When is a Ninja not a Ninja?

I finally managed to get through the Shadow Labyrinth to get the first fragment of the Karazhan key. The first two attempts had to be aborted owing to a lack of time, but the group I made it with pretty much raced through the instance. The tank was pretty good, but the DPS and healing were awesome, and we sailed through encounters, and some early bad pulls. In fact, I think the bad pulls gave us all confidence about each other. The second pull went wrong, and a few of us edged to the instance exit, but stayed inside and we defeated the extra group without a problem. Another bad pull soon after that saw us defeat a big group with some excellent healing, and it seemed like we didn't think things could go wrong. Sure, bad pulls are technically 'wrong', but it was nothing insurmountable. There was only one wipe, and that was a pull that shouldn't have gone wrong right before Murmur, the final boss. A quick recovery later and we killed Murmur easily on the first attempt. I picked up the key fragment and we all went on our separate paths.

Having the first key allows me the option of getting the second and third, so I tried to get in to either the Arcatraz, for the third fragment, or the Steamvaults, for the second. I have managed to get the key for the Arcatraz, but haven't visited either dungeons in my warlock guise yet. I got myself in to a group for Steamvaults, which is a fairly small dungeon, and we started. After the false start, with the healer being 'called away' and one of the damage dealers falling asleep or something, we get a full group and start to clear the dungeon of enemies. The second key fragment is quite close to the entrance, and I get to pick it up just before we fight the first boss. Huzzah! From there, we continue.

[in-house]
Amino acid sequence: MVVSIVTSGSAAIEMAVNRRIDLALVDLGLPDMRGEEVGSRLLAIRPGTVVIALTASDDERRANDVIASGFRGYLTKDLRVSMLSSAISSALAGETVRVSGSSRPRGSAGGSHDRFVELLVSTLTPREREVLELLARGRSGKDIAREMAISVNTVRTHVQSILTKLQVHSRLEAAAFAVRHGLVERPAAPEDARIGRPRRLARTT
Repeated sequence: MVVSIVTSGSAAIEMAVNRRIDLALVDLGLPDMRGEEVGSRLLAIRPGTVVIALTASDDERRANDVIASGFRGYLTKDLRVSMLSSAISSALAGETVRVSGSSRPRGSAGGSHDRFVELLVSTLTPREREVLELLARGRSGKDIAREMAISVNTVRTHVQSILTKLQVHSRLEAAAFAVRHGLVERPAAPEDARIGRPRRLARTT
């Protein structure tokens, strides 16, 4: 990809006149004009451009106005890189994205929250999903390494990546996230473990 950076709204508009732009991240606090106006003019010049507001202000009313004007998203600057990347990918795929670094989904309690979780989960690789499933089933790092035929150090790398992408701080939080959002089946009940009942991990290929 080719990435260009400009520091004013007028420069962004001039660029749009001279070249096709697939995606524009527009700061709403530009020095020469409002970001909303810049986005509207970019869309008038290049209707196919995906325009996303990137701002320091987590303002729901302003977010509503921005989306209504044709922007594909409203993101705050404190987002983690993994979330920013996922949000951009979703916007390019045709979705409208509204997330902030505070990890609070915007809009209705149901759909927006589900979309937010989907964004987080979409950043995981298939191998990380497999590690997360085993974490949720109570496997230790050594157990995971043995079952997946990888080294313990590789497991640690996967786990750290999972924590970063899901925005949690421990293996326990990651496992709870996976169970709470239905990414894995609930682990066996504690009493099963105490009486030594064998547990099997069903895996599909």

The first boss falls quite easily, and we are doing pretty well as a group. Nothing spectacular, but good progress and everyone seems to know what they are doing. Except when it comes to bind-on-pickup loot. The first boss drops some BoP loot, and one person passes and two others roll 'greed' before any rules for how to handle it are announced, and before I can point out that I'm an enchanter and can disenchant any unwanted loot in to a shard, which often has better value than the loot itself. I am told to 'roll need to disenchant'. But that's a bit dangerous, I think. On top of that, two people have rolled 'greed', so would they both like it, or are they both enchanters, or what? I roll 'greed' myself because it's all terribly unclear, and someone wins it, but cannot disenchant. This also means that the person, maybe two, who didn't roll didn't get a chance to get the loot. That struck me as unfair.

I pointed out the way of handling BoP loot drops that is not only logical based on the way the looting system works but that has also been used in every other run I've been on. If someone needs the item they roll 'need', if there is an enchanter in the party he rolls 'greed', and if you don't need it and are not an enchanter you pass on the item. That way, 'need' rolls overrule and 'greed' rolls, and 'greed' rolls overrule any passes, ensuring that the item goes to someone who either will makes use of the item or can turn it in to a shard that can be passed out afterwards. My advice met something of a silence, but wasn't turned down. Onwards to the second boss.